The San Francisco Arts Commission Galleries held its fun, and engaging seventh annual Passport event this past weekend, on October 18. Through this signature event, SFAC Galleries makes contemporary art accessible to a broad and diverse audience, and remains one of the few participant-led art collecting experiences that encourages a direct connection between artists and arts enthusiasts in the San Francisco Bay Area. During this one-day only event, Passport attendees collect unique stamps inside a limited edition SFAC Moleskine notebook, their “passport” that marks their travel route from artist to artist, local business to local business where they are imprinted on the interior sheets by the creator him/herself. Fifteen emerging and established artists and one artist team participated this year. Also this year, 50 free passports were distributed to nonprofits serving the Japantown neighborhood, for further dissemination in the community to encourage local participation.
Passport also brings arts patrons and artists out of the studios and galleries, and into neighborhood venues and businesses, and investment in both art and local commerce intersect. Rodney Ewing in the Japantown Peace Plaza sitting alongside the home base where attendees picked up their passports created a beautiful stamp of a beautiful Victorian home uprooted and ready to float away, perhaps a potent reminder of the homes that once filled the Fillmore area nearby. Ma Li warmly welcomed Passport attendees at Katachi with a two-page stamp of futuristic robot characters. Robert Minervini impressed a bright, two-color stamp of his iconic urban landscape imagery inside a fitting location, Tokaido Arts. There were long lines at Pika Pika throughout the day, where Takehito Etani stamped an illustration from his Footprints of the Invisible Giants project. Meanwhile just across the mall, Kota Ezawa was stamping at the Kinokuniya Bookstore, which proclaimed a powerful statement: “Whoever reads this doesn’t need to be afraid of anything.” Masako Miki and her assistant had a great assembly line going outside Mashiko Folkcraft; her two-part stamp depicted a symbolic bear figure holding tightly onto a feather. On either side of the Japantown mall Hadi Tabatabai stamped a very geometric image of a graph plane, which fit in well with the mid-century modern furniture and design at Zinc Details, while Kathy Aoki at Ichiban Kan gave a satirical commentary on the Hello Ketty franchise with a stamp illustrating her idea of a Mount-Rushmore like monument to the animated character.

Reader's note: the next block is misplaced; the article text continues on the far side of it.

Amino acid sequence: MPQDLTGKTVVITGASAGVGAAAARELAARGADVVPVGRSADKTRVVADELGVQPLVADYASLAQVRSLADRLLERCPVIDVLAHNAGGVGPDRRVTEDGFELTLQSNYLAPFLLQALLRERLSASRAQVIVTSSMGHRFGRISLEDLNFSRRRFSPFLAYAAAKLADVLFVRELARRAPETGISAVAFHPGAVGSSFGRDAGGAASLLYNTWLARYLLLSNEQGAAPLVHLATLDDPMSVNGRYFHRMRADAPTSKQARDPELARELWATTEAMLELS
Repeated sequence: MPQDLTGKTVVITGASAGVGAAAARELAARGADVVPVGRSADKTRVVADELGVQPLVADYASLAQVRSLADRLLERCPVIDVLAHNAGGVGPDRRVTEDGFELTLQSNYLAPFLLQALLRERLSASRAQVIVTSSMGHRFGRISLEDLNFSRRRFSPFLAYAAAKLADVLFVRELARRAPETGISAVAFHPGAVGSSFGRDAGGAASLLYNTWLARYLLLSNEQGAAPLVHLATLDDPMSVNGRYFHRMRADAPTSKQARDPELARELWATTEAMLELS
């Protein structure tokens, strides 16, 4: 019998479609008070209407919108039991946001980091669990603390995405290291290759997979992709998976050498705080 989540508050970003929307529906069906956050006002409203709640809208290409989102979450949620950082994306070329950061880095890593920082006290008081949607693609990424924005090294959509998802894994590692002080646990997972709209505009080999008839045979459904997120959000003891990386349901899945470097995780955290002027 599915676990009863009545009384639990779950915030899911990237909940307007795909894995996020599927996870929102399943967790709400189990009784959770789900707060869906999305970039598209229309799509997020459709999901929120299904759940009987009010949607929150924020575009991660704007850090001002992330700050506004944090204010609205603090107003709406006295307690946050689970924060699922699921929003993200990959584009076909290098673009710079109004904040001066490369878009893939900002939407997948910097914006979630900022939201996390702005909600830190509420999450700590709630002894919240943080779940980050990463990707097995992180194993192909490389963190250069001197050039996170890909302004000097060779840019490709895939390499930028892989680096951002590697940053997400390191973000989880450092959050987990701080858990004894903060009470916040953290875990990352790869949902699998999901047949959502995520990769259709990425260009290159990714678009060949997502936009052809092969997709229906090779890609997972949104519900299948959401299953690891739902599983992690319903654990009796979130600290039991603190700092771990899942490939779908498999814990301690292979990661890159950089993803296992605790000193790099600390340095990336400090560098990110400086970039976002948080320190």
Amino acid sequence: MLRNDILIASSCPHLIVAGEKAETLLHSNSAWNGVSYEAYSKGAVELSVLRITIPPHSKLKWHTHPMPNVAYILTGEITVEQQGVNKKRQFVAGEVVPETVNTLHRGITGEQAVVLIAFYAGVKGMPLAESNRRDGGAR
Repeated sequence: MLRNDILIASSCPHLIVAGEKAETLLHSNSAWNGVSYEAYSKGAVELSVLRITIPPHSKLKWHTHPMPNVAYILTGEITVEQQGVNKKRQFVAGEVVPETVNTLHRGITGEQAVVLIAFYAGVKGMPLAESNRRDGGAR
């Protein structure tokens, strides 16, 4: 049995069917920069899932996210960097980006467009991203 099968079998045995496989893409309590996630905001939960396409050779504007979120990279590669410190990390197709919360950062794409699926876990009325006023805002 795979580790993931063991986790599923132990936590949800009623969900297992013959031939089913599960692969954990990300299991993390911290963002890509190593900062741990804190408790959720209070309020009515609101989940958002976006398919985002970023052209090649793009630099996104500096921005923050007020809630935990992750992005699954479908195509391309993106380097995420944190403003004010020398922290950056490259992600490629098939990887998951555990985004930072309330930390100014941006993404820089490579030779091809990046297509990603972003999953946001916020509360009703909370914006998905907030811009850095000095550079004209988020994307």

On the other side of Post Street, Passport enthusiastically continued. There was a long line for the very special edition stamp designed by Ruth Asawa, courtesy of The Estate of Ruth Asawa in the middle of the Buchanan street pedestrian thoroughfare. Renée Gertler at Aloha Warehouse printed a seemingly simple geometric stamp, but which resounded strongly with her practice that is influenced by diagrams of planetary motion and NASA photography, and interprets large concepts using elemental materials. Brian Singer, who participated in last year’s Passport, was stamping on behalf of Jun Kaneko outside Nagata Dance — art and commerce blended well with Kaneko’s Magic Flute-themed design. Artist Sandra Ono stationed at MaruQ gave Passport visitors unique art with a slice of contemporary Japanese fashion. Tina Takemoto gave each passport carrier an enlightening history lesson of local Japanese American LGBT history with her stamp as she was stationed at the National Japanese American Historical Society. Taravat Talepasand’s station at Yakini Q Café gave many visitors a respite for refreshing beverage and/or a snack, while the artist imprinted the SFAC passport with a stamp made to look exactly like sheets inside her Iranian passport. At the Japanese Cultural and Community Center of Northern California, Taro Hattori provided the passport holder with another double-sheet stamp that held beautifully illustrated mottos for both Welcome and Goodbye surrounded by symbols of good fortune. Vicky Mihara Avery & Linda Mihara encouraged everyone to end their passport event with them at Paper Tree, where they had a special paper crane to place inside the passport of every visitor.
More about the SFAC Galleries Passport event, occurring yearly in October, here.